Guma: Several questions from SW Radio Africa listeners on the constitution making process; we’ve seen various conflicting statements back and forth in the media between the two MDC’s and Zanu PF. People want to know from you as one of the key individuals in this constitution making process. Where are we, at what stage are we and what’s going to happen from here on?

Biti: Yah we’ve made a lot of good and great progress on the constitution making process and the reason why the merchants of destruction and the shareholders of the past in Zanu PF are wailing is because they understand that they are losing ground and that this process is irreversible. So you’ll see nefarious nicodemous attempts of firing drafters that will not happen.

You’ll see nefarious and nicodemous attempts of stopping the whole process and hijacking the whole process, that will not happen. As of now, the COPAC, the select committee has gone through all the 18 chapters of the constitution, they are going to hand it over to us, the management committee. If there are any disputes, any deadlock issues, we will have to resolve them as the management committee.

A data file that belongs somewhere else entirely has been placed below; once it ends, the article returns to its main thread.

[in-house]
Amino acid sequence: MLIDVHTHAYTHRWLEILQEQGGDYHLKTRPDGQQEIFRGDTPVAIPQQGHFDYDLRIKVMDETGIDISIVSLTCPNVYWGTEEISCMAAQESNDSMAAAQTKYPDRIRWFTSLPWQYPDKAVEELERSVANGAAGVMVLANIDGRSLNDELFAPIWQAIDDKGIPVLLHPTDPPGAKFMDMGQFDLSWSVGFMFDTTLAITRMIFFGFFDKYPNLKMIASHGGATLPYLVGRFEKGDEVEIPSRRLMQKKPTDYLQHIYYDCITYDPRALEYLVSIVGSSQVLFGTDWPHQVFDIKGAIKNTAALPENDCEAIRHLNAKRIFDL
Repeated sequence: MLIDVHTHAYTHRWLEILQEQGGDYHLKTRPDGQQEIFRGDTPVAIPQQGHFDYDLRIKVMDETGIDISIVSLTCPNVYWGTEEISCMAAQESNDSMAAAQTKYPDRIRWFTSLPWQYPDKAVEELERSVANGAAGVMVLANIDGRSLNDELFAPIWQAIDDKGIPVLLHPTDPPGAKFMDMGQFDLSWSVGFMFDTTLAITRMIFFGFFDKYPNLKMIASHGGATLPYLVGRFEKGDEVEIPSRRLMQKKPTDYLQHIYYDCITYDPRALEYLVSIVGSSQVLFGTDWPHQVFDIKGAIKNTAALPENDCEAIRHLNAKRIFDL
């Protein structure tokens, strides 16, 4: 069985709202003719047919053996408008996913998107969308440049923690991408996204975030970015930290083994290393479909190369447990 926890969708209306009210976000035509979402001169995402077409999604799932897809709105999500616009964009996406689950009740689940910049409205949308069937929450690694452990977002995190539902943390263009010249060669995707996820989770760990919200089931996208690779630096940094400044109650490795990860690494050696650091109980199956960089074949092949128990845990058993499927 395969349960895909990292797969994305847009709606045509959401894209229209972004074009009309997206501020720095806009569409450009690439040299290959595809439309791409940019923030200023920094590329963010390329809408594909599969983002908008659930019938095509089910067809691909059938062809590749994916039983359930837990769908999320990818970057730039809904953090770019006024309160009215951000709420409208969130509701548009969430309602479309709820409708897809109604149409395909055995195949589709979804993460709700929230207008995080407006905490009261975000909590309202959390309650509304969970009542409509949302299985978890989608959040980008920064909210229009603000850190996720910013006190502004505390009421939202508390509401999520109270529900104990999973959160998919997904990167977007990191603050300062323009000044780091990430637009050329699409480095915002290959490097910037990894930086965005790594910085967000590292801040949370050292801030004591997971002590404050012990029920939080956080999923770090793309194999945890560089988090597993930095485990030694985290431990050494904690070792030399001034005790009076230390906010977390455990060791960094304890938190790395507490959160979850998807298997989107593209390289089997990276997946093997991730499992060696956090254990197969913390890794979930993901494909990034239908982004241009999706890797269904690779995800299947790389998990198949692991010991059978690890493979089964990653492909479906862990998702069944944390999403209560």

The management committee, as you know are the political party negotiators who consist of Elton Mangoma and myself from MDC, Priscilla Mashonga and Mzila Ndlovu from MDC Welshman Ncube and then from Zanu PF Patrick Chinamasa and Nicholas Goche.

So far they’ve given us a number of issues that there’s a deadlock on; the issue of dual citizenship where Zanu PF doesn’t want dual citizenship even in this day and age; the issue of capital punishment; the issue of whether or not we should have an independent prosecuting authority; the issue of devolution – the two MDCs want proper devolution, Zanu PF is not interested; the issue of the structure of the executive – do you have a president, do you have a prime minister?

The MDCs are united that power shouldn’t be concentrated in the hands of one individual and that there must be clear separation of powers. So these are some of the disputed areas where they have referred to us. We have resolved some of them, we have resolved capital punishment with an agreement, we’ve also agreed that there will be an independent prosecuting office separate from the issue of the Attorney General.